바로가기메뉴

본문 바로가기 주메뉴 바로가기

logo

  • P-ISSN0023-3900
  • E-ISSN2733-9343

The Prosody of Korean Sijo and Its Redevelopment in English

Korea Journal, (P)0023-3900; (E)2733-9343
2016, v.56 no.3, pp.113-135
https://doi.org/10.25024/kj.2016.56.3.113

  • Downloaded
  • Viewed

Abstract

This work investigates the prosodic features of sijo with regard to parallelism and the cadence of its third line, as well as the modification of such features in English sijo. Contrary to the widely held belief that traditional sijo contain a specific syllabic or accentual metrical scheme, sijo prosody hinges on the parallelism of half lines. This parallel rhythm and the well-known cadence of the third line can be successfully adapted into English sijo. Such modifications of sijo prosody are possible because the sijo rhythm is either intuitively grasped by English sijo poets or specifically modified using the characteristics of English language and poetry. To revitalize sijo and realize its potential as an international literature, its prosody as well as its specific linguistic characteristics need to be understood. Grasping such aspects can help promote sijo as a meaningful global poetic genre that captures everyday thoughts and emotions in its colloquial rhythms.

keywords
sijo English sijo prosody metrics parallelism Korean classical poetry

Reference

1.

Allen, Gay Wilson. [1935] 1978. American Prosody. Reprint, New York: Octagon Books.

2.

Attridge, Derek. 1982. The Rhythms of English Poetry. New York: Longman.

3.

Duffell, Martin J. 2008. A New History of English Meter. London: Legenda.

4.

Fussell, Paul. [1966] 1979. “The Historical Dimension.” In The Structure of Verse, edited by H. Gross, 40–52. Rev. ed. New York: Ecco Press.

5.

Gross, Larry. 2015. “Like Haiku, It Is a Three-Line Poem—The Sijo.” Accessed 7 July 7. http://www.webring.org/l/rd?ring=sijowebring;id=2;url=http%3A% 2F% 2Fthewordshop%2Etripod%2Ecom%2FSijo%2Fsijo-index%2Ehtm.

6.

Hoffman, N. M. 1991. “The Caesura in the Poetry of Wallace Stevens.” Wallace Stevens Journal 15.2: 144–164.

7.

Jacobson, Roman. 1981. “Grammatical Parallelism and Its Russian Facet.” In Poetry of Grammar and Grammar of Poetry. Vol. 3 of Selected Writings. The Hague: Mouton Publishers.

8.

Jeong, Byeong-uk. 1954. “Gosijo unyullon seoseol” (Introduction to the Prosody of Classical Sijo). In Choe Hyeon-bae seonsaeng hwangap ginyeom nonmunjip (A Collection of Essays in Celebration of Dr. Choe Hyeon-bae’s 60th Birthday), edited by the Committee for the Celebration of the 60th Birthday of Dr. Choe Hyeon-bae, 383–416. Seoul: Sasanggyesa.

9.

Jeong, Hye-won. 2001. Hanguk gojeon siga-ui naemyeon mihak (Inner Aesthetics of Korean Classical Poetry). Seoul: Singu Munhwasa.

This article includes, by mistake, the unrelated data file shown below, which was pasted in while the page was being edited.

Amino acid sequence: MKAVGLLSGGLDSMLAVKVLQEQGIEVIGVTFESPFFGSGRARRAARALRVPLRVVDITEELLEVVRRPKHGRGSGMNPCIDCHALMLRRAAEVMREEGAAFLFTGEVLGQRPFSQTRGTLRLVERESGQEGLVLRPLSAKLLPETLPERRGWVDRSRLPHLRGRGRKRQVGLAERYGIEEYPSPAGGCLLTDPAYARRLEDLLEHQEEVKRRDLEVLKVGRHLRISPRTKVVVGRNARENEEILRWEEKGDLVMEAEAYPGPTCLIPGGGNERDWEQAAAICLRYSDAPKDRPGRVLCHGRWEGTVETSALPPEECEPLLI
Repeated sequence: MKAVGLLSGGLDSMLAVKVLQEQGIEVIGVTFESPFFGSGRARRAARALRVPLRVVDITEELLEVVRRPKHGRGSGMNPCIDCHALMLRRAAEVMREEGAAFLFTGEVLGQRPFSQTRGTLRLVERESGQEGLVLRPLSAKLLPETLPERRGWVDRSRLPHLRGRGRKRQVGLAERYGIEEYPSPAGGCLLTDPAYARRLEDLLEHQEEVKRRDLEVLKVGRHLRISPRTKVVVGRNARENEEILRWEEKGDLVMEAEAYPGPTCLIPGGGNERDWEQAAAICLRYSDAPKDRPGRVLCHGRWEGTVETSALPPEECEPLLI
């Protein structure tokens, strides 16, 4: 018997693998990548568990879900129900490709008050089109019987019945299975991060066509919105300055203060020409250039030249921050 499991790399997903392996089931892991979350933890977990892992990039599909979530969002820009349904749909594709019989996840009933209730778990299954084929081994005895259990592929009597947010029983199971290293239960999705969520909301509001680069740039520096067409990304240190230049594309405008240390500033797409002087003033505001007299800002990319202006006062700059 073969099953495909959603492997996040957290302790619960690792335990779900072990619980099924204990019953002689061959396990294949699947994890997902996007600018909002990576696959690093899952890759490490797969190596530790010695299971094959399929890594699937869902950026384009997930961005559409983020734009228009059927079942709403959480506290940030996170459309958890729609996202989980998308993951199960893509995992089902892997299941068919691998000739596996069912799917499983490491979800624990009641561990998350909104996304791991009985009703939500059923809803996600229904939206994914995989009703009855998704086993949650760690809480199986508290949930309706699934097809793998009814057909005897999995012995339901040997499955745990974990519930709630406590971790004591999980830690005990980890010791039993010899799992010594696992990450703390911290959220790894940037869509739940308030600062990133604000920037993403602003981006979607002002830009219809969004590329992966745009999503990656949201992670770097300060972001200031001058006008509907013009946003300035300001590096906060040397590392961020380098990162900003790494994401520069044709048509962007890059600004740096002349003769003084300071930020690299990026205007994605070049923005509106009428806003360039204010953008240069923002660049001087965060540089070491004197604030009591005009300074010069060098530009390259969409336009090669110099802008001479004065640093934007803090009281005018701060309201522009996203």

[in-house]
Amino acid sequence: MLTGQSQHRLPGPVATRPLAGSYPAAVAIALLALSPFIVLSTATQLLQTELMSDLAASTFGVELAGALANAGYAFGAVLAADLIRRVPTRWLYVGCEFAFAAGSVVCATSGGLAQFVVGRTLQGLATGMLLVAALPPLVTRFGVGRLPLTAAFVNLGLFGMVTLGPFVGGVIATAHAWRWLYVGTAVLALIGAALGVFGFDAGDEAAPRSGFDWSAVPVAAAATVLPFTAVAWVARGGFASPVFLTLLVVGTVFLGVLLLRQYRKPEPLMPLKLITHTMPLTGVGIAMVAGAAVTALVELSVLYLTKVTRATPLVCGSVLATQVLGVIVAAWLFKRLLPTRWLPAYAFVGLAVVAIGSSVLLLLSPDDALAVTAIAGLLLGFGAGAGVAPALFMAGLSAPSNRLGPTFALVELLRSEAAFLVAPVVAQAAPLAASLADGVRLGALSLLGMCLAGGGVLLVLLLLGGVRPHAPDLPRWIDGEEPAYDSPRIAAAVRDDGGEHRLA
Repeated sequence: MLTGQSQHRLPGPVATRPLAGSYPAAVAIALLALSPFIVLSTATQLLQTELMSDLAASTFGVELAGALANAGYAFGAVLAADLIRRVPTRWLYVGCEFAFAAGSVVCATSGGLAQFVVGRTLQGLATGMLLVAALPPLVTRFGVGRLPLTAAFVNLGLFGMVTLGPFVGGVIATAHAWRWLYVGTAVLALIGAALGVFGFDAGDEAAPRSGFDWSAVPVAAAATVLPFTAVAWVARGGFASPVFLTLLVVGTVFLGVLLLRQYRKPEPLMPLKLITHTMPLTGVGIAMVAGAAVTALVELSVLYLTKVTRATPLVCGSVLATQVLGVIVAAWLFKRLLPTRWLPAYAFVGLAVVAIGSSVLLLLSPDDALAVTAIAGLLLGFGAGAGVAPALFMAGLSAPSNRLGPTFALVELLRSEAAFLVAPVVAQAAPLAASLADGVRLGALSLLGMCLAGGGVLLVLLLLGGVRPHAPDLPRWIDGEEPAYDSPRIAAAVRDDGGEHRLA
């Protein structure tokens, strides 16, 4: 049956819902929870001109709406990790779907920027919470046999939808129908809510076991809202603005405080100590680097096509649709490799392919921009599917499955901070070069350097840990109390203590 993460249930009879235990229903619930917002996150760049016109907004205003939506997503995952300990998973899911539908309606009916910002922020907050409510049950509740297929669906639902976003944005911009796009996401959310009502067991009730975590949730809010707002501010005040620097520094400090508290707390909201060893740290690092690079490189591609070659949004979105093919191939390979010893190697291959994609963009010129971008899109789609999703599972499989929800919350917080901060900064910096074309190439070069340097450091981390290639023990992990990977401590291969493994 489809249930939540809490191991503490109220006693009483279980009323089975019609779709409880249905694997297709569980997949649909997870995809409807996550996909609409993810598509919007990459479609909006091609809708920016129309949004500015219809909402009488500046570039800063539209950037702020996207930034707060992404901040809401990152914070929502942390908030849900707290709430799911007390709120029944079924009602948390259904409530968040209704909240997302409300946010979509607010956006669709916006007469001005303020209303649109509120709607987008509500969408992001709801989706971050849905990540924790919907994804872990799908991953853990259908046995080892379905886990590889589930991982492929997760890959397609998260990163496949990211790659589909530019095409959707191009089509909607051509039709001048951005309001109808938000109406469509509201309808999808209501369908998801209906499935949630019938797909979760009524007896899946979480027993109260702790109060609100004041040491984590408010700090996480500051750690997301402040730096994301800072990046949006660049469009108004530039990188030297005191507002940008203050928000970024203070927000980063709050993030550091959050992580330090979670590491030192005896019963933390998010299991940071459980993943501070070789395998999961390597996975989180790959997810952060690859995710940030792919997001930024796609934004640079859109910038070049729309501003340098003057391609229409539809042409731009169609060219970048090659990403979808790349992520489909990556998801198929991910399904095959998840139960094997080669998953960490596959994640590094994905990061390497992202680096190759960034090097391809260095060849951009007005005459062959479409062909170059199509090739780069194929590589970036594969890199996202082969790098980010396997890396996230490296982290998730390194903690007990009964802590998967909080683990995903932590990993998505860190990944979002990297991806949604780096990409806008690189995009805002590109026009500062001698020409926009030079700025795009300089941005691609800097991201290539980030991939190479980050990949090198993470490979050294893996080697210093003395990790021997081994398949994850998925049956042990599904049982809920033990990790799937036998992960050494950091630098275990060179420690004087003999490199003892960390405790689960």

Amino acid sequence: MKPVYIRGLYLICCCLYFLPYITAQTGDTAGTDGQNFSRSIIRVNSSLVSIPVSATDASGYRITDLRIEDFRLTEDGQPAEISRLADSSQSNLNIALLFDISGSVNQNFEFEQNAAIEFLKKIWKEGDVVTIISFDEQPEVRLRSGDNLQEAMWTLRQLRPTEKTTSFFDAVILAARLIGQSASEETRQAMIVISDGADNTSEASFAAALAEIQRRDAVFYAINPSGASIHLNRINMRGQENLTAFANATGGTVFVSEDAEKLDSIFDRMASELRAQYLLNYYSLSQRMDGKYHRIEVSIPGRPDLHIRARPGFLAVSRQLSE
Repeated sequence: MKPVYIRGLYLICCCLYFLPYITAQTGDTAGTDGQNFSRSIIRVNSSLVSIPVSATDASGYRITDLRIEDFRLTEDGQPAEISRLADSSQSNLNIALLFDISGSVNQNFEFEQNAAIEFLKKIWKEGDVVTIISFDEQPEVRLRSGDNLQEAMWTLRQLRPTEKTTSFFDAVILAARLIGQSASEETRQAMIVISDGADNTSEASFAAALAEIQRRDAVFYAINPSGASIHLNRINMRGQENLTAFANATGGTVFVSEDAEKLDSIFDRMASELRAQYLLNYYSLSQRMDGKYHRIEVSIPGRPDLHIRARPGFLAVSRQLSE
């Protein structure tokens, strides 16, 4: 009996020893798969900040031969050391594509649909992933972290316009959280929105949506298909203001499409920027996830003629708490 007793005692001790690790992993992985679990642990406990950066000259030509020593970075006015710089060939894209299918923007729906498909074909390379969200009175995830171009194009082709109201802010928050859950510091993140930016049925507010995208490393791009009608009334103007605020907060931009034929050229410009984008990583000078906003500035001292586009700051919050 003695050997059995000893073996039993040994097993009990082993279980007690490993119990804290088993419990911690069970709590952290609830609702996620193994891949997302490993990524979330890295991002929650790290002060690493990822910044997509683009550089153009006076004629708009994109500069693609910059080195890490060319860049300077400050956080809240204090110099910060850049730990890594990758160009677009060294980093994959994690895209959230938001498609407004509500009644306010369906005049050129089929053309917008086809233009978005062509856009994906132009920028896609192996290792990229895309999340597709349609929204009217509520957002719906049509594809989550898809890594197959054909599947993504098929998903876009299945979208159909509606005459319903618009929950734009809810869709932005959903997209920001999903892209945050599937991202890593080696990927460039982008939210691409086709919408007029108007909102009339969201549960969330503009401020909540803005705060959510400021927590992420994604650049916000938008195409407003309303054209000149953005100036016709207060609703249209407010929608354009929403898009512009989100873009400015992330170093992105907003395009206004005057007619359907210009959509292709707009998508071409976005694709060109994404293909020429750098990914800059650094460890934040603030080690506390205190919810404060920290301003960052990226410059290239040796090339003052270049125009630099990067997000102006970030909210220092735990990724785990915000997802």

10.

Jo, Dong-il. 1996. Hanguk minyo-ui jeontong-gwa siga yulgyeok (The Tradition of Korean Folksong and the Prosody of Traditional Poetry). Seoul: Jisik Sanupsa.

11.

Jo, Yun-je. 1948. Hanguk siga-ui yeongu (A Study of Korean Poetry). Seoul: Eulyoo Publishing Co.

12.

Kim, Dae-haeng. 1989. Uri si-ui teul (Forms of Korean Poetry). Seoul: Munhak-gwa Bipyeongsa.

13.

Kim, Hunggyu. 1977. “Pyeongsijo jongjang-ui yulgeok, tongsajeok jeonghyeonggwa geu gineung” (Metrical and Syntactic Form of the Third Line of Sijo and Its Function). Eomun nonjip (Journal of the Society of Korean Language and Literature) 19: 359–368.

14.

Kim, Hunggyu. 1997. Understanding Korean Literature. Translated by Robet J. Feuser. Armonk, NY: M. E. Sharpe.

15.

Kim, Jin-hee. 2014. “Sijo-ui jeonghyeongnyul” (Prosody of Sijo). Dongbang hakji (Journal of Korean Studies) 167: 67–94.

16.

Kim, Jin-hee. 2015. “Yeongeo sijo-e natanan witeu-e daehayeo” (Wit in English Sijo). Sijohak nonchong (Korean Essays on Sijo Literary Science) 42: 117–150.

17.

Kim, Kichung. 1996. An Introduction to Classical Korean Literature: From Hyangga to P’ansori. Armonk, NY: M. E. Sharpe.

18.

Kim, Unsong. 1995. Poems of Modern Sijo. San Bruno, CA: One Mind Press.

19.

Lee, Peter, ed. 1981. Anthology of Korean Literature: From Early Times to the Nineteenth Century. Honolulu: University of Hawai’i Press.

20.

Lee, Peter, ed. 2002. The Columbia Anthology of Traditional Korean Poetry. New York: Columbia University Press.

21.

Lotz, John. 1972. “Elements of Versification.” In Versification: Major Language Types, edited by W. K. Wimsatt, 52–65. New York: New York University Press.

22.

McCann, David. 1976. “The Structure of the Korean Sijo.” Harvard Journal of Asiatic Studies 36: 114–134.

23.

McCann, David. 2010. Urban Temple: Sijo, Twisted and Straight. Breinigsville, PA: Bo-Leaf Books.

24.

O’Rourke, Kevin, trans. and ed. 2002. The Book of Korean Shijo. Cambridge and London: Harvard University Asia Center.

25.

Park, Mi-yeong. 2011. “Miju balgan changjak yeongeo sijojip-e natanan sijo-ui hyeongsik-gwa geu uimi” (Forms of Sijo Reflected in the Collection of English Sijo Published in America). Sijohak nonchong (Essays on the Studies of Sijo) 34: 71–110.

26.

Preminger, Alex, and T. V. F. Brogan, eds. 1993. The New Princeton Encyclopedia of Poetry and Poetics. Princeton, NJ: Princeton University Press.

27.

Rutt, Richard. 1998. The Bamboo Grove: An Introduction to Sijo. Ann Arbor, MI: University of Michigan Press.

28.

Seong, Gi-ok. 1986. Hanguk siga yulgyeok-ui iron (Metrics of Korean Poetry). Seoul: Saemunsa.

29.

Shin, Eun-kyung. 2013. “A Reception Aesthetic Study on Sijo in English Translation: The Case of James S. Gale.” Seoul Journal of Korean Studies 26: 175–213.

30.

Shim, Jae-wan. 1972. Yeokdae sijo jeonseo (The Anthology of Sijo of All Times). Seoul: Sejong Munhwasa.

31.

St. Jacques, Elizabeth. 1995. Around the Tree of Light: A Collection of Korean Sijo. Sault Ste. Marie, ON: Maplebud Press.

32.

Yi, Gwang-su. 1928. “Sijo-ui jayeonyul” (Normal Metrics of Sijo). Dong-A Ilbo, November 2–8.

Korea Journal